Observation is a particularly important research method as it gives the researcher a direct window into the issue being researched, that does not rely on the perceptions of the participants. However observation has its own challenges, as it is particularly prone to the findings being influenced by observer bias.

The following checklist will help you to identify the key features you need to consider when planning your observations:

  • Carrying out observations: you will need to consider the impact of the observer in the events taking place in the setting and whether the observer will be participant or non-participant

  • Structure of the observations: semi structured with flexibility in the focus of the observation/ structured taking the form of a checklist (for example time sampling, interval recording, rating scales, duration of behaviours) / critical incidents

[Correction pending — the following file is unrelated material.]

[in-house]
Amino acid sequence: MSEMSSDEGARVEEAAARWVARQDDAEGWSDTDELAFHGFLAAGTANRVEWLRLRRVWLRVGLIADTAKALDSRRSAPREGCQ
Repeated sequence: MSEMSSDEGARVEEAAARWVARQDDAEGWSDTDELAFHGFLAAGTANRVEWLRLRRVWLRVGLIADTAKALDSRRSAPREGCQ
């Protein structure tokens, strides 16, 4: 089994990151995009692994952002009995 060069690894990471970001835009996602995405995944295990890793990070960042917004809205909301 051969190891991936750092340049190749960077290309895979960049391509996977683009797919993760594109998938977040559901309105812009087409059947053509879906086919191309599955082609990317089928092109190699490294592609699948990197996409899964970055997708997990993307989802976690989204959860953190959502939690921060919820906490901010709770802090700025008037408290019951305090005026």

• The use of technology in recording observations

  • Coding data from observations

Sources of further information:

Types of observation


Advantages and disadvantages of observation


Non participant structured observation checklists


Taking field notes


 Observation and critical incidents


 Ethical guidelines for observational studies